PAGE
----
First trailer for ‘Slender Man’ movie is as spooky as the games it’s based upon

Slender: The Eight Pages and its sequel Slender: The Arrival became indie horror phenomenons after the games were released in 2012 and 2013, respectively. YouTube personalities shared their terrified reactions as they were repeatedly scared by the long-limbed, mysterious “Slender Man.” Now, the infamous monster is starring in his own film, Slender Man, and the first trailer points to a film version that’s just as intense and spooky as the games.

“Where is my daughter?” a man asks as police search through a forest with flashlights. “People don’t just disappear.”

Next, we see a girl walk past a crib mobile, which has small dolls hung in nooses rather than the usual adorable animals we’d expect. As she approaches a wall, several drawings of the Slender Man and his victims can be seen. A few show him using his arms like Doctor Octopus from Spider-Man, and it appears the fear of the monster could be more dangerous than the monster himself.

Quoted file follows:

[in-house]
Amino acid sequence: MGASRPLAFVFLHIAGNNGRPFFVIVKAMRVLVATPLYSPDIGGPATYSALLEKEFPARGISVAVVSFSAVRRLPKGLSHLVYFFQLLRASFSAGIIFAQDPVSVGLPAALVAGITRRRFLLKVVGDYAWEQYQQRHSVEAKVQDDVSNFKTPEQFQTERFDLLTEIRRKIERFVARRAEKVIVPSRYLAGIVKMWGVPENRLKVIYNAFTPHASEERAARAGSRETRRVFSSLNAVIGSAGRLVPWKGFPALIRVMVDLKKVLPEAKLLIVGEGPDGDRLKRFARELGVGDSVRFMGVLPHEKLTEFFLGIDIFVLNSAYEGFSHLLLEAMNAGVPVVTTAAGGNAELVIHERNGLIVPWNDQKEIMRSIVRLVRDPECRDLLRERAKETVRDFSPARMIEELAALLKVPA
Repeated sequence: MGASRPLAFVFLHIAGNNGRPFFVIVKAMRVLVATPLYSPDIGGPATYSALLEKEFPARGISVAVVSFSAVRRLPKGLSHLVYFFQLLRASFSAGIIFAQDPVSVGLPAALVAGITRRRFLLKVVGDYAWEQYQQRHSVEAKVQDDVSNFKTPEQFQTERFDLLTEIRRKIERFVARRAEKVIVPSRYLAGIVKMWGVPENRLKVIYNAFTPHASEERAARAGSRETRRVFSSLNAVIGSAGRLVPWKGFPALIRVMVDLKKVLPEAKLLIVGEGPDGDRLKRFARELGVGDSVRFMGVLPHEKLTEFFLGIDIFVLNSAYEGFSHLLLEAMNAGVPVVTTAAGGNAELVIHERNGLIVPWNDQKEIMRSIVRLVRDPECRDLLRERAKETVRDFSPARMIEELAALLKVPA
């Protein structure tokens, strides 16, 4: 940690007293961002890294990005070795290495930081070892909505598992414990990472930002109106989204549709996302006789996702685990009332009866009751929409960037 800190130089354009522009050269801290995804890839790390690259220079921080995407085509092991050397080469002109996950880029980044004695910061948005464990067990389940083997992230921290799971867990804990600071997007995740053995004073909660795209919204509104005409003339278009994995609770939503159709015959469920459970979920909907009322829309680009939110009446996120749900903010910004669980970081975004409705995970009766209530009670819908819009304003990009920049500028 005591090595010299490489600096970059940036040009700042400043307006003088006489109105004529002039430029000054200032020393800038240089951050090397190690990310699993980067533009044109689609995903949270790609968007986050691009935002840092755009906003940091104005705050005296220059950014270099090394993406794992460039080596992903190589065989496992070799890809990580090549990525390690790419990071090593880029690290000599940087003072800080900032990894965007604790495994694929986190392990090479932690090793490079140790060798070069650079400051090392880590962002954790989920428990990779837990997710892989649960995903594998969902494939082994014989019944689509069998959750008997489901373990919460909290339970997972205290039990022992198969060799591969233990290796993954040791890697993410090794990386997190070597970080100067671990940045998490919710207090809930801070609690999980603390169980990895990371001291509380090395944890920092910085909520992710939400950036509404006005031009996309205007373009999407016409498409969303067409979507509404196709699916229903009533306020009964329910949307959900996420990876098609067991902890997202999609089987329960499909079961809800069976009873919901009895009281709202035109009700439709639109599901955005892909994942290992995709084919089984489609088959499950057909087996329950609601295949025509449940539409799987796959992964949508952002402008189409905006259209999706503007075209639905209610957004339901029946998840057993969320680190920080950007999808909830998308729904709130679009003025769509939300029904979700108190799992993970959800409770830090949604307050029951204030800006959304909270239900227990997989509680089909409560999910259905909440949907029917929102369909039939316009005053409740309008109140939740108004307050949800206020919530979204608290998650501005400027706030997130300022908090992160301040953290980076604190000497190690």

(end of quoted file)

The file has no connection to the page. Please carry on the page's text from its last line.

The trailer shows children having nightmares and being forced into mental institutions, but it only offers a small glimpse of the Slender Man, who stands behind fog in a forest, much like he did in the original game. Without warning, he appears in front of a girl and extends his arm, which has several smaller tentacles growing off of it, before the camera cuts away. As the police arrive in a large field, we see a girl slowly approach, her mouth covered in a black liquid, and it’s unclear if she’s under his control.

The Slender Man creature is a relatively recent creation. It was cooked up by users on the forum Something Awful as part of a paranormal pictures contest, and it may have been inspired by the German “Der Großmann” monster first seen in the 16th century. A pseudo-documentary that can be found on YouTube offers a look at some of these earlier images.

Slender Man hits theaters on May 18. It’s directed by Sylvain White, who previously worked on television series such as The Americans and Sleepy Hollow. He was also responsible for the 2006 horror film I’ll Always Know What You Did Last Summer, as well as the independent film The Losers.